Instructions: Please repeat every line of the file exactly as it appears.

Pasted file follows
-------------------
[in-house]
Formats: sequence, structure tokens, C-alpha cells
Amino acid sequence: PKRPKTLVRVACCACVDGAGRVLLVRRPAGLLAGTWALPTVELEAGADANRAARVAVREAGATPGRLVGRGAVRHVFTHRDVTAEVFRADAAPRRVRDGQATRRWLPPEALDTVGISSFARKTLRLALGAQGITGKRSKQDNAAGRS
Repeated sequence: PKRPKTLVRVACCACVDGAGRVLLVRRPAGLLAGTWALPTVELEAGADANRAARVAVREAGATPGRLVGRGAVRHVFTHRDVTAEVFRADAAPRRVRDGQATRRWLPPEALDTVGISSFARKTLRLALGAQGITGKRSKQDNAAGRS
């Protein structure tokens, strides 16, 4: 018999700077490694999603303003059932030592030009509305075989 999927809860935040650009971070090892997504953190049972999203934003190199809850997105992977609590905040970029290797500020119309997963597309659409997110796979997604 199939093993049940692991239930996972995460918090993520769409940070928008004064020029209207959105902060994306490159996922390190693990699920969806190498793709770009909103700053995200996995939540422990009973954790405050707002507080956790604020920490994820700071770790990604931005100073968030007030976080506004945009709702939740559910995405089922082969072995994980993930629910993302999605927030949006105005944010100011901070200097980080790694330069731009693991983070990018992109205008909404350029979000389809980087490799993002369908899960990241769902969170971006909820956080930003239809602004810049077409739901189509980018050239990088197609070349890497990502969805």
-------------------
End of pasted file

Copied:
[in-house]
Formats: sequence, structure tokens, C-alpha cells
Amino acid sequence: PKRPKTLVRVACCACVDGAGRVLLVRRPAGLLAGTWALPTVELEAGADANRAARVAVREAGATPGRLVGRGAVRHVFTHRDVTAEVFRADAAPRRVRDGQATRRWLPPEALDTVGISSFARKTLRLALGAQGITGKRSKQDNAAGRS
Repeated sequence: PKRPKTLVRVACCACVDGAGRVLLVRRPAGLLAGTWALPTVELEAGADANRAARVAVREAGATPGRLVGRGAVRHVFTHRDVTAEVFRADAAPRRVRDGQATRRWLPPEALDTVGISSFARKTLRLALGAQGITGKRSKQDNAAGRS
């Protein structure tokens, strides 16, 4: 018999700077490694999603303003059932030592030009509305075989 999927809860935040650009971070090892997504953190049972999203934003190199809850997105992977609590905040970029290797500020119309997963597309659409997110796979997604 199939093993049940692991239930996972995460918090993520769409940070928008004064020029209207959105902060994306490159996922390190693990699920969806190498793709770009909103700053995200996995939540422990009973954790405050707002507080956790604020920490994820700071770790990604931005100073968030007030976080506004945009709702939740559910995405089922082969072995994980993930629910993302999605927030949006105005944010100011901070200097980080790694330069731009693991983070990018992109205008909404350029979000389809980087490799993002369908899960990241769902969170971006909820956080930003239809602004810049077409739901189509980018050239990088197609070349890497990502969805």